When the Pilgrims landed in 1620 on Plymouth Rock, the Spaniards had already a colonial experiment going on. St., Augustine, Florida, is the oldest occupied European-founded city in the United States. It existed before the American Revolutionary War, women’s suffrage and affirmative action, and this multicultural city’s impressive history can be seen through its architecture.
St. Augustine is home to Spanish-style buildings and also the English and French architectural-style buildings. When pairing these influences with the colonial, plantation-style buildings, miles of white sand, and more than a few tourist attractions, and visitors can have an experience they’ll never forget.
Conquistadors explored St. Augustine in early 1513, but it wasn’t established until September of 1565, that’s when Pedro Menéndez de Avilés constructed a fort near the Timucuan Indian village of Seloy, which effectively claimed Florida for Spain. But when 1702 rolled around, that’s when the British attacked. They weren’t able to conquer the fort that defended the town, but they succeeded in burning most of the city to the ground.
Most of the buildings were rebuilt in the spirit of the early settlement.
In 1738, the country’s first freed-slave settlement was established in Fort Mose, which provided safety to about 100 Africans who faced enslavement in the English colonies. The community, which had sheltered more than 20 households, contributes to St. Augustine’s multiculturalism.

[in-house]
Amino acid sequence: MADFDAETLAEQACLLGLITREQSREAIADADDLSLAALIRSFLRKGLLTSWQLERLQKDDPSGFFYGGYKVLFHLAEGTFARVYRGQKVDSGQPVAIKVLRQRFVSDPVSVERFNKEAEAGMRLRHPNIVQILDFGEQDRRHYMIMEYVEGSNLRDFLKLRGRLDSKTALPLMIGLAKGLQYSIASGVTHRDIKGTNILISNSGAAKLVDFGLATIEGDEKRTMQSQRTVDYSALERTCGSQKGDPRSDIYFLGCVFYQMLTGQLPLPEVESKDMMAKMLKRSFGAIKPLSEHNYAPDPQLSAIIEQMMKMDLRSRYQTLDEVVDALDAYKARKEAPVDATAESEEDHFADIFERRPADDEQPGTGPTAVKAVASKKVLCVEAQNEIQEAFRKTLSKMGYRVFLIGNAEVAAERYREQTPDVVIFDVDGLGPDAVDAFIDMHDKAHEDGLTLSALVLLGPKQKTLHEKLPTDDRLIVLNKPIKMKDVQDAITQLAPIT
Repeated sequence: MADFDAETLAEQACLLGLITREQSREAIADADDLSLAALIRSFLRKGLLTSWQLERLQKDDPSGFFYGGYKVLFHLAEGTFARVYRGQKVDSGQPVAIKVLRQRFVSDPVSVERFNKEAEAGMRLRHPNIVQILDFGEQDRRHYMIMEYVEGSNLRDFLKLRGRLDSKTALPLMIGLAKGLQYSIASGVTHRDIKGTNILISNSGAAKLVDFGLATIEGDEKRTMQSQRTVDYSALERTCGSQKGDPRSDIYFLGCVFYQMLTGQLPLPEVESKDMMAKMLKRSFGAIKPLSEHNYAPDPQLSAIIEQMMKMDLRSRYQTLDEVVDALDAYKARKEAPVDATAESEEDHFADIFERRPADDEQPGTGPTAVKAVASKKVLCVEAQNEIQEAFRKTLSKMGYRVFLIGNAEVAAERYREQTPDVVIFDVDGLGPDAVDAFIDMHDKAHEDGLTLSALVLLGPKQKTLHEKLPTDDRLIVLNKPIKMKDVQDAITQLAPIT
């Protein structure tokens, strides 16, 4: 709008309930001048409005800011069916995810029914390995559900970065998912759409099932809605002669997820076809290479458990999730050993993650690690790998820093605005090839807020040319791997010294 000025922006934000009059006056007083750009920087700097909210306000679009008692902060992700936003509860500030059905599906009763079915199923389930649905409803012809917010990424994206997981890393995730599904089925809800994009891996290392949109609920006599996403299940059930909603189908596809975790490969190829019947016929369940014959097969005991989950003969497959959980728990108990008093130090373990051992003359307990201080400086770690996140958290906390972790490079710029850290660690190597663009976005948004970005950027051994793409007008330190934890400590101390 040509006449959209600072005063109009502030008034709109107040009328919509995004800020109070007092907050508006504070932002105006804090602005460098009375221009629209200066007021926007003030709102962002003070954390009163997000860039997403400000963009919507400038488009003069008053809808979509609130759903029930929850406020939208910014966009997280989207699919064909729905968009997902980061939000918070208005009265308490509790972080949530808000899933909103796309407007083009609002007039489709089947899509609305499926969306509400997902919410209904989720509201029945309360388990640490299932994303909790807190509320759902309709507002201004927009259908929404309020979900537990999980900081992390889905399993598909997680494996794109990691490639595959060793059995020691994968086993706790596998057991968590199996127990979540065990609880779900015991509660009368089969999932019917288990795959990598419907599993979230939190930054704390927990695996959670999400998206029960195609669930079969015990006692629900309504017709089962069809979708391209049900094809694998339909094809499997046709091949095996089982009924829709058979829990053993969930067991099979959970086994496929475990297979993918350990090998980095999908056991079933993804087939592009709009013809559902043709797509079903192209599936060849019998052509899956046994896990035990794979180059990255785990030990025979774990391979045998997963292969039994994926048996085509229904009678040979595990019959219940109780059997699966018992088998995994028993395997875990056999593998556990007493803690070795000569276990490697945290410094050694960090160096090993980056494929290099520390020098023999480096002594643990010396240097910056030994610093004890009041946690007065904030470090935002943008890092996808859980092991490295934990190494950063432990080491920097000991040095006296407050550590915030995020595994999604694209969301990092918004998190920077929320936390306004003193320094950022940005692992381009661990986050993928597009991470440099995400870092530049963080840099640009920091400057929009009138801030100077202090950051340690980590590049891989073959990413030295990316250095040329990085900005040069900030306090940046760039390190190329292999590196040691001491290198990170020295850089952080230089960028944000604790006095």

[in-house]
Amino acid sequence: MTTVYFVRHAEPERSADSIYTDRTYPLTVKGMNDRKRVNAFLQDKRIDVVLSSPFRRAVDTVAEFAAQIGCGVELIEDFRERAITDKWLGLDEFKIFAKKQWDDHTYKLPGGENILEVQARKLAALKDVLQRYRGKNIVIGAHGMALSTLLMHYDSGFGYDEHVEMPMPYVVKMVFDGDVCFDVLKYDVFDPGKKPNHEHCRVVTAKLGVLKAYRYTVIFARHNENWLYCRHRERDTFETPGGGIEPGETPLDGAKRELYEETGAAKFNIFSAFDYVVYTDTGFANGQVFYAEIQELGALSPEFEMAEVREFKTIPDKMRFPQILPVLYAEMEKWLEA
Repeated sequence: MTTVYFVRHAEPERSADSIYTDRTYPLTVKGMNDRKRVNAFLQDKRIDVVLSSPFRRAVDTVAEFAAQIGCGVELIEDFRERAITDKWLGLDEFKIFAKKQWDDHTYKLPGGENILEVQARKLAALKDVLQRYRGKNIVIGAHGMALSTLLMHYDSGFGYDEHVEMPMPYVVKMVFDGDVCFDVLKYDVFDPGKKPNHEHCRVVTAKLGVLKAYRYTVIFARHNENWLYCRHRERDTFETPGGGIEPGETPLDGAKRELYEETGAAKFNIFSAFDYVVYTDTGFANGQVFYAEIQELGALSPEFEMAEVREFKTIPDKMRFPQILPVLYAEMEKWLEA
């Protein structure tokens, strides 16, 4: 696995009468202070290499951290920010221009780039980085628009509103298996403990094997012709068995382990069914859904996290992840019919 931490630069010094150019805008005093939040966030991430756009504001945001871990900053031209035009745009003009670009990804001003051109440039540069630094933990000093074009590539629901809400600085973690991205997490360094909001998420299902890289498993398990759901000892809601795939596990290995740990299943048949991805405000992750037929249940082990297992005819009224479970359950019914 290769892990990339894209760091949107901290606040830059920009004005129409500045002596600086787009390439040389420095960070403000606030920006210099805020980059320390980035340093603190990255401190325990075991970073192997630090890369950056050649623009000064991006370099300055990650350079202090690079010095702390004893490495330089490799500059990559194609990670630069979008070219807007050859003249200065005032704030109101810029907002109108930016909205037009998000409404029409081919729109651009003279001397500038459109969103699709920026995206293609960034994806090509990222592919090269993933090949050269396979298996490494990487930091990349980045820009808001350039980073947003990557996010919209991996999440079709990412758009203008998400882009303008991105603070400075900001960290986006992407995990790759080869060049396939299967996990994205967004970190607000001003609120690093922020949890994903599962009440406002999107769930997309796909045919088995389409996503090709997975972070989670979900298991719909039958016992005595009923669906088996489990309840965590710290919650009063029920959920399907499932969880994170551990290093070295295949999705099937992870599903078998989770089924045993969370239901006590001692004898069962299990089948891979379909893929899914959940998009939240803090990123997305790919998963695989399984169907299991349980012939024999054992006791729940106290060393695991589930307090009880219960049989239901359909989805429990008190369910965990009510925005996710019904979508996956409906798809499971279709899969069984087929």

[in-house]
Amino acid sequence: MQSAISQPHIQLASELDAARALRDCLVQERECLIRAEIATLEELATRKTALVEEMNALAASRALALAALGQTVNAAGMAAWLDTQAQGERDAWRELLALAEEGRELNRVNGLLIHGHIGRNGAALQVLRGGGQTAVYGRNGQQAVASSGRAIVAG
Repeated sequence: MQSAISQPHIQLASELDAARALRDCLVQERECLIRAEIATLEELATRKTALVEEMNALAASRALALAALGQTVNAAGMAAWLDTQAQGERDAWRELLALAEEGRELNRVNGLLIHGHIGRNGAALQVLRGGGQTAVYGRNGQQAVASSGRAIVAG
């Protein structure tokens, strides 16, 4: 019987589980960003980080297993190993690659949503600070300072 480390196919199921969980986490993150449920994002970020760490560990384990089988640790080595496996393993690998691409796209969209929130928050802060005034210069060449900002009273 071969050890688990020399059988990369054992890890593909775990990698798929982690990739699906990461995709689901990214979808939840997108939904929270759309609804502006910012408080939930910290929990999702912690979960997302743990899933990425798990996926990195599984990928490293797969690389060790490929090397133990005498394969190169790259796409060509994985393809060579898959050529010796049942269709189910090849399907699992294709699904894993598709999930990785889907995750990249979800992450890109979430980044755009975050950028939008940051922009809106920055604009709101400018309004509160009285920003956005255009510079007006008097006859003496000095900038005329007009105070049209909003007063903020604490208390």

In 1763, the Spanish took control of the Florida town once more, though the land was ceded to the United States in 1821. In 1900, the land boom hit St. Augustine, and New York entrepreneur Henry Flagler led it, Flager had buildings constructed in the Spanish Renaissance Revival style. Flagler designed a hotel called Ponce De Leon, but today we know it as Flagler College.
Flagler was also credited with the creation of the first hospital in St. Augustine, the Memorial Presbyterian Church, and the Alcazar Hotel. The influence that Flagler had established the city as a prime vacation spot for the Northern elite. St. Augustine had a long history with multiculturalism–the city was home to one of America’s first professional Negro League baseball teams–the segregationists did fight in 1960 against the integration of the area’s schools.
As a response, the Southern Christian Leadership Council and Dr. Martin Luther King Jr. marched on the city and held non-violent protests and sit-ins. From Spanish Catholic monuments to the oldest masonry fort in the continental United States, St. Augustine wears the history of America on its skin. As its 454th birthday this year, we realize that the past isn’t always pretty.
It reminds us that with hard work and compassion, something beautiful can be built out of conflict.
Melissa’s career in writing started more than 20 years ago. Today, she lives in South Florida with her husband and two boys.